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Join us in celebrating the publication of a new book by Gerald Friedman.   Reigniting the Labor Movement uses information from sixteen countries including the UK, US, Germany & France to chart declining fortunes of the labor movement over recent years.   As unions have lost membership, declining economic clout & political leverage has left them as weak props upholding wages & programs for social justice.  Since the earliest days of the labor movement, activists have debated the appropriate strategy, the mix of revolutionary & reformist goals & the proper relationship between labor unions & broader social & political movements.  So long as the labor movement was growing, moving from gain to gain, debates over strategy could remain abstract, safely confined to academic quarters.   Decline & impending failure, however, have now made these urgent debates.   Friedman teaches in the Economics Department at the University of Massachusetts & is also author of State–Making & Labor Movements: France & the United States, 1876–1914
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Benjamin Parzybok will read from his debut novel, Couch.  Thom is a computer geek whose hacking of a certain Washington-based software giant has won him a little fame but few job prospects.   Erik is a smalltime con man, a fast-talker who is never quite quick enough on his feet.   Their roommate, Tree, is a confused clairvoyant whose dreams & prophecies may not be completely off base.   After a freak accident floods their apartment, the three are evicted—but they have to take their couch with them.   The real problem?   The couch—huge and orange—won’t let them put it down.   Soon the three roommates are on a cross-country trek along back roads, byways, & rail lines, heading far out of Portland & deep into one very weird corner of the American dream.   In this exuberant & hilarious debut reminiscent of The Life of Pi & Then We Came to the End, an episode of furniture moving gone awry becomes an impromptu quest of self-discovery, secret histories, & unexpected revelations.   Parzybok is the creator of Gumball Poetry, a journal published through gumball machines, & the Black Magic Insurance Agency, a city-wide mystery/treasure hunt.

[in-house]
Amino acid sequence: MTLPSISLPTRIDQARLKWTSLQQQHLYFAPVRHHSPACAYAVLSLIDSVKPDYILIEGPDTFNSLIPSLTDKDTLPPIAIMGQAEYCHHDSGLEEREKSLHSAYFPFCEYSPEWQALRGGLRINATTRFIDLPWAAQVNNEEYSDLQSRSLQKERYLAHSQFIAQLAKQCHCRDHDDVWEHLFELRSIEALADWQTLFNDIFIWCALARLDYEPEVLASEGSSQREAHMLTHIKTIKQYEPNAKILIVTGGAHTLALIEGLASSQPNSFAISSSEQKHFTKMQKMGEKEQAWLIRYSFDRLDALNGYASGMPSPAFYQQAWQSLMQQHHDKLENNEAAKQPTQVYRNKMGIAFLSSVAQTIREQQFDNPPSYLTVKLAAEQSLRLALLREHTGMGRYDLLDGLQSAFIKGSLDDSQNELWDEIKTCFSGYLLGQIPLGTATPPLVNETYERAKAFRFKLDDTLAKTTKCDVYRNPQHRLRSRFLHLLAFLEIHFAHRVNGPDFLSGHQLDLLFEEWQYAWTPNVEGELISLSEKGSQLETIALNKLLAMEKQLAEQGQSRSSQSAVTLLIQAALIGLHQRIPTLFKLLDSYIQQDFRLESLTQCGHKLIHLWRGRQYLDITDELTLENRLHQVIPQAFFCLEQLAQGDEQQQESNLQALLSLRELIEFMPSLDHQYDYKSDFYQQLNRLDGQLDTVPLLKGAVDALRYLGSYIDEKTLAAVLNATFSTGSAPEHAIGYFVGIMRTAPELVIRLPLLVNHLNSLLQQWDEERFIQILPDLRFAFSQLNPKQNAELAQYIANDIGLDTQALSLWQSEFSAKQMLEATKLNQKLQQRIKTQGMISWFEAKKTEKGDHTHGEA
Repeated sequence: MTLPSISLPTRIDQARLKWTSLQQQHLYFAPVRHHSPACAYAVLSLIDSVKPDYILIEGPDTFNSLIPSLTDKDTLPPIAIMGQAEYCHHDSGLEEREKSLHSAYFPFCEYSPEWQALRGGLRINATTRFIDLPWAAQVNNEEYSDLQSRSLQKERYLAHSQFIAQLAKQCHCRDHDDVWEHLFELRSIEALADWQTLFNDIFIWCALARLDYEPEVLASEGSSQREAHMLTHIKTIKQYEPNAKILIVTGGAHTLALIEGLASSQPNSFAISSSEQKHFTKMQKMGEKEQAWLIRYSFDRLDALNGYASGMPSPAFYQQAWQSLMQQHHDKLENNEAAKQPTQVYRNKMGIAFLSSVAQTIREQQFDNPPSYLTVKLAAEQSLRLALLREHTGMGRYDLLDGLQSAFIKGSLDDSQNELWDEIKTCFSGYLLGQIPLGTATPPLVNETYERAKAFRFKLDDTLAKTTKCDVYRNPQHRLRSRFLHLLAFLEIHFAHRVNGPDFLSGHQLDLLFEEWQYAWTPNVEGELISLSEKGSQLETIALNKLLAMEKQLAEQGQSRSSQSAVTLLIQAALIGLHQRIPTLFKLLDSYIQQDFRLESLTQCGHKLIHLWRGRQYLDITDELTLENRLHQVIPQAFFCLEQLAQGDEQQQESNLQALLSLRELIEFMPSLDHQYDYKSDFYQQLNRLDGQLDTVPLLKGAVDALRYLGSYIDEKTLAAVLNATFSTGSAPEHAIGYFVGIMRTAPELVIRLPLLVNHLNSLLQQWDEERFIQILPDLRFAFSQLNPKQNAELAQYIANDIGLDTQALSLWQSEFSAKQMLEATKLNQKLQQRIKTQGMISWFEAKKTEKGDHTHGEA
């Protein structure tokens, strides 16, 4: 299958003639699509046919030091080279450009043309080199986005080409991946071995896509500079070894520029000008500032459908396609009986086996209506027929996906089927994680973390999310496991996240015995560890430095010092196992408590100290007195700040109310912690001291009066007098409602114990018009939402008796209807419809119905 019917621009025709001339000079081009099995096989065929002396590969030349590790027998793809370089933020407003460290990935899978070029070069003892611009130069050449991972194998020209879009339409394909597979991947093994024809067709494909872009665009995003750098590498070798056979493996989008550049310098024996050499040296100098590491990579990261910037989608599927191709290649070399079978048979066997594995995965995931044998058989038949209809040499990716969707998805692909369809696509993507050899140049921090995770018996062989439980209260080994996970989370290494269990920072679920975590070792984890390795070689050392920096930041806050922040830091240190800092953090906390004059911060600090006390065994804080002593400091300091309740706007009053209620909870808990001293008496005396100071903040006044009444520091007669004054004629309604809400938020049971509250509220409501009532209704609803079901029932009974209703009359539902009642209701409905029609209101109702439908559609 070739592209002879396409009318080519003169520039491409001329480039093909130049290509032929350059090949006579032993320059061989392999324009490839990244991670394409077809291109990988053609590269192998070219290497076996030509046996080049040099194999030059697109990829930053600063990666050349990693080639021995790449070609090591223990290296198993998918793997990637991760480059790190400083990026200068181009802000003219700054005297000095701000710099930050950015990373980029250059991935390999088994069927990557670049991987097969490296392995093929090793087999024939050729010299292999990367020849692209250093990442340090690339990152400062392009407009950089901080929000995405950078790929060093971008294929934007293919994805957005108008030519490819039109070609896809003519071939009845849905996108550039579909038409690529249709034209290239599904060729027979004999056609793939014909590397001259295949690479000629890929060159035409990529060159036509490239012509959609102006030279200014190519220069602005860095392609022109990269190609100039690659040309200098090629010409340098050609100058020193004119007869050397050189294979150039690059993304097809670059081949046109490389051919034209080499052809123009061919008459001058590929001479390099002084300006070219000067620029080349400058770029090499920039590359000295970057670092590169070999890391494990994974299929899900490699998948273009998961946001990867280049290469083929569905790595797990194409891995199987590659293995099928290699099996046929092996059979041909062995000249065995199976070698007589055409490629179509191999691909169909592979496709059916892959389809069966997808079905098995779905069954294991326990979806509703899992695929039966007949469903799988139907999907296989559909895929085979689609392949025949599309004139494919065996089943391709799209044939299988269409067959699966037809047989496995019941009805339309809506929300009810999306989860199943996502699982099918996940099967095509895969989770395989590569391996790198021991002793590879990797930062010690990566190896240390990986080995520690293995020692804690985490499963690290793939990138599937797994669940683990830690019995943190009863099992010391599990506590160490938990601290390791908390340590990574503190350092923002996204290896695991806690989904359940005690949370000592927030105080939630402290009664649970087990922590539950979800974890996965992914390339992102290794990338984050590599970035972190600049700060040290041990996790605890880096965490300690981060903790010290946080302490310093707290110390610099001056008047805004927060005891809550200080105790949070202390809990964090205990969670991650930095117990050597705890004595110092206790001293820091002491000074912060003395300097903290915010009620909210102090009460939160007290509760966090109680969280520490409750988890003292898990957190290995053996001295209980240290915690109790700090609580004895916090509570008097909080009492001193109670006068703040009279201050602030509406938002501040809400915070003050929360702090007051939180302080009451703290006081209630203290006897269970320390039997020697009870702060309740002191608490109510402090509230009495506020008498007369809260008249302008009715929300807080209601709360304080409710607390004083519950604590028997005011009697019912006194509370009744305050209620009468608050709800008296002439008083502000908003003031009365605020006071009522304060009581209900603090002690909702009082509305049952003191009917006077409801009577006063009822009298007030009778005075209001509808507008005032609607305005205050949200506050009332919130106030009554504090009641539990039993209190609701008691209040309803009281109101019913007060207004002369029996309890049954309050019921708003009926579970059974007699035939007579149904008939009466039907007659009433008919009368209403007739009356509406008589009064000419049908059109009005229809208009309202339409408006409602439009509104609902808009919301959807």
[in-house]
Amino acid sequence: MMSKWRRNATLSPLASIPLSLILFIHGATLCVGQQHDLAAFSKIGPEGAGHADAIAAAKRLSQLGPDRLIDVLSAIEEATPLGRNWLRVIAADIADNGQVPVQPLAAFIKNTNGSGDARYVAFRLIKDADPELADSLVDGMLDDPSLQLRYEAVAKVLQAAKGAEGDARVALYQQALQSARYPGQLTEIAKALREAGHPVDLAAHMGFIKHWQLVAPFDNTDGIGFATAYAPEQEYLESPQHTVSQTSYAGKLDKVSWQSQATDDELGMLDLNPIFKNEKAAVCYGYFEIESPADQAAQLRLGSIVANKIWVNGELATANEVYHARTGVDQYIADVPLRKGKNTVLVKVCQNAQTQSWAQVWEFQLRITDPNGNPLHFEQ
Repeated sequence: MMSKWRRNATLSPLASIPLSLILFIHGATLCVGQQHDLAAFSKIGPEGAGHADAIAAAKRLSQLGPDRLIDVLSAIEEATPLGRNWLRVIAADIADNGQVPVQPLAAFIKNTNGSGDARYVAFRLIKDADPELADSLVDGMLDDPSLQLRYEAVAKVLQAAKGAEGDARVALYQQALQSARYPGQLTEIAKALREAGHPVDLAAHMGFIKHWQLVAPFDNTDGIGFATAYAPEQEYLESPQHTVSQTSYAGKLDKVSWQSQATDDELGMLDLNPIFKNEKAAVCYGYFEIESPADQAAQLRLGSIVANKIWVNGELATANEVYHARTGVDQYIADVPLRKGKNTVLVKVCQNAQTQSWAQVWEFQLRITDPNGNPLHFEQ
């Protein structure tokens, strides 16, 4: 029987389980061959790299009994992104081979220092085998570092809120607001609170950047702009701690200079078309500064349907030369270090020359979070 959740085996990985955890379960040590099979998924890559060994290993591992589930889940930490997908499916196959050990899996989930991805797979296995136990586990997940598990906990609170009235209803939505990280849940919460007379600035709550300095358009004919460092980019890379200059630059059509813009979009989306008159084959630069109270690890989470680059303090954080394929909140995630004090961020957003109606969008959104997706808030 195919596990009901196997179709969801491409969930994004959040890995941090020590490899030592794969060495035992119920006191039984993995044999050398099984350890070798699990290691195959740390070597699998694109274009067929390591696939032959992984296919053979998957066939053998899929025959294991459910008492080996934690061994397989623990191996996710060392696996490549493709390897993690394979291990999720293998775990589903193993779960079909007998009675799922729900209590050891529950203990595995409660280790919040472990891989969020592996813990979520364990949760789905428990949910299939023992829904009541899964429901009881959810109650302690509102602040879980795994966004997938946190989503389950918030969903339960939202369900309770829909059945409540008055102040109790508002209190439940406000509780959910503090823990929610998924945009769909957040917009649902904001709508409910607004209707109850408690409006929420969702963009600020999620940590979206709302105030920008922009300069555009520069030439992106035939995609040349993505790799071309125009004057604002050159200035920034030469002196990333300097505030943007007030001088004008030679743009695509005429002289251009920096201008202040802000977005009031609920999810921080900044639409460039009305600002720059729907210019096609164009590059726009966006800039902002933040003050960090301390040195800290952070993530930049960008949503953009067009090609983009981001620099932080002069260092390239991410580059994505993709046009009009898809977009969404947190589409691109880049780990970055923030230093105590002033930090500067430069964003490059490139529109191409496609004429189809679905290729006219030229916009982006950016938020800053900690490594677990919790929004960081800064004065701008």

Emilyreading
“Live Lit”   Students in the M.F.A. Program at the University of Massachusetts will read from their recent work.   Evenings usually include a mix of poetry & fiction.   Tonight’s readers TBA.
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Join us for an evening of fiction with musical interludes.   Pianist Estela Olevsky will perform & author Peter Selgin will read from his award-winning fiction.   Olevsky is Professor Emeritus of Piano at the University of Massachusetts in Amherst where she chaired the Piano Department for over two decades.   She has been a guest teacher at the Hartt College of Music, Mount Holyoke College & held residencies at the Federal University of Rio de Janeiro & the National Conservatory of Buenos Aires.   She was recently invited by the Central Conservatories of Music in Beijing & Shanghai for performances & master classes.   Author of dozens of essays & stories, a novel, & a children's book, Selgin's Life Goes to the Movies won 2nd Place in the AWP Prize for the Novel & was Finalist for the James Jones First Novel Award.   His most recent collection of stories, Drowning Lessons, won the Flannery O'Connor Award for Short Fiction in 2007.

Last updated 22 November, 2008Site Map